Queens Man Convicted of Laundering Bitcoin and Operating Unlicensed Money Transmitting Business
BROOKLYN, NEW YORK – Earlier today, a federal jury in Brooklyn convicted Mustafa Goklu, also known as “Mustangy,” of money laundering and operating an unlicensed money transmitting business as part of a scheme to launder the purported Bitcoin proceeds of drug trafficking. The verdict followed a four-day trial before United States District Judge Pamela K. Chen. When sentenced, Goklu faces up to 25 years in prison. Breon Peace, United States Attorney for the Eastern District of New York, announced the verdict.
“The defendant offered his customers the ability to launder their criminal proceeds, remain anonymous and conceal where their Bitcoin was coming from so they could continue to engage in drug trafficking and other crimes while avoiding law enforcement detection,” stated United States Attorney Peace. “With today’s verdict, Goklu’s illicit business of converting money from one form to another without a required license has been shut down and the defendant has been convicted for his crimes.”
Mr. Peace thanked the U.S. Drug Enforcement Administration, New York Division, for its outstanding investigative work on the case.
As proven at trial, in July 2018, DEA special agents identified an advertisement posted on localbitcoins.com where an individual with the username “Mustangy” offered to purchase up to $99,999 worth of bitcoins (“BTC”), a digital currency also known as cryptocurrency, and convert them into U.S. currency for a fee. Law enforcement agents later identified Goklu as the individual using the username “Mustangy.” On July 11, 2018, a DEA Special Agent acting in an undercover capacity (the “UC”) began exchanging encrypted text messages with Goklu to arrange in-person exchanges of BTC to U.S. currency.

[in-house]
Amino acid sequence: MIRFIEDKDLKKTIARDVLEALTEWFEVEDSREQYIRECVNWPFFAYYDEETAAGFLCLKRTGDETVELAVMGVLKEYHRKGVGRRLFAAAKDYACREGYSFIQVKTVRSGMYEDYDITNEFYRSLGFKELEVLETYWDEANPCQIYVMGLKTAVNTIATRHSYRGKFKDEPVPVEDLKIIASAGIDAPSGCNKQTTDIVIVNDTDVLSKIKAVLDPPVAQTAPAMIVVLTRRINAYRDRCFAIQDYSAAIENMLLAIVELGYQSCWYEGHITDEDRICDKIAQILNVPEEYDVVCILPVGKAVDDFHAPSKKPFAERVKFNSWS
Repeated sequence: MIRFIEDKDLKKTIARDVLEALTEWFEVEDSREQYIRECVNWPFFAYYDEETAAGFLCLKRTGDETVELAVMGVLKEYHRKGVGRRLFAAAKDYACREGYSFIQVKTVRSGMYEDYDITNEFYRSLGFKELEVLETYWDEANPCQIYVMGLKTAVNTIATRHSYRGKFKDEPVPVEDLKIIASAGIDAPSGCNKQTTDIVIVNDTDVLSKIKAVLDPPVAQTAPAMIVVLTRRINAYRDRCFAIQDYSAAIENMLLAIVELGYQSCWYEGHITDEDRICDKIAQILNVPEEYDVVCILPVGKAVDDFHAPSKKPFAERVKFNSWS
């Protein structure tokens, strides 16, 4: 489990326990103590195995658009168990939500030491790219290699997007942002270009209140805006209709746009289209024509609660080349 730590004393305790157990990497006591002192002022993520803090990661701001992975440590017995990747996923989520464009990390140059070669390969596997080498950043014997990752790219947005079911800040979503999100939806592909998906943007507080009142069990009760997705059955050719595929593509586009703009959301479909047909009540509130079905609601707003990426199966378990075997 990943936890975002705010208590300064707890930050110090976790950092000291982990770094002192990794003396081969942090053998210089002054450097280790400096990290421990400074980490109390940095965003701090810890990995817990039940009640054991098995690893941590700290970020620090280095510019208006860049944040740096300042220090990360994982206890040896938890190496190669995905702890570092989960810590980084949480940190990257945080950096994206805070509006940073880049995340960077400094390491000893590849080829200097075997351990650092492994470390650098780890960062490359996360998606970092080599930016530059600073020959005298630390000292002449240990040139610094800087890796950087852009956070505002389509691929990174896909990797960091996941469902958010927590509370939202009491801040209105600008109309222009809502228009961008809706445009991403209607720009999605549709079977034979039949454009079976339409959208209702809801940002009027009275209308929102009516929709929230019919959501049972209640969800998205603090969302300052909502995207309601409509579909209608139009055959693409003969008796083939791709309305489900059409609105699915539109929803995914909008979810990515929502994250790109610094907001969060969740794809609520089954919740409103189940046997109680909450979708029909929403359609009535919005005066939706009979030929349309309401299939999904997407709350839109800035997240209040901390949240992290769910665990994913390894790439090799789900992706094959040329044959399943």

The UC and the defendant subsequently met and engaged in seven transactions or attempted exchanges of BTC to cash over a nine-month period, culminating in Goklu’s arrest in April 2019. The UC indicated to the defendant on multiple occasions that the source of the BTC the defendant was exchanging was narcotics trafficking and that as part of the UC’s business he sold oxycodone, Adderall, and marijuana. The transactions occurred in the defendant’s parked Mercedes-Benz, at a coffee shop in Sunnyside, Queens, and locations in Manhattan. The amounts exchanged at each transaction ranged from approximately $5,000 to $50,000 for a total of $133,000. During each transaction, the UC transferred BTC to Goklu’s cryptocurrency wallet, after which the defendant retained a seven or eight percent commission fee and provided the UC with the remaining amount in cash. The evidence introduced at trial also showed that the defendant was engaged in similar illicit Bitcoin exchanges with multiple other individuals.
In July 2022, Mr. Peace was selected as the Chairperson of the White Collar Fraud subcommittee for the Attorney General’s Advisory Committee (AGAC). As the leader of the subcommittee, Mr. Peace will play a key role in making recommendations to the AGAC to facilitate the prevention, investigation and prosecution of various financially motivated, non-violent crimes including mail and wire fraud, bank fraud, health care fraud, tax fraud, securities and commodities fraud, and identity theft.
The government’s case is being handled by the Office’s International Narcotics and Money Laundering Section. Assistant United States Attorneys Gillian Kassner and Marietou E. Diouf are in charge of the prosecution with the assistance of paralegal specialist Bridget Donovan.
E.D.N.Y. Docket No. 19-CR-386 (PKC)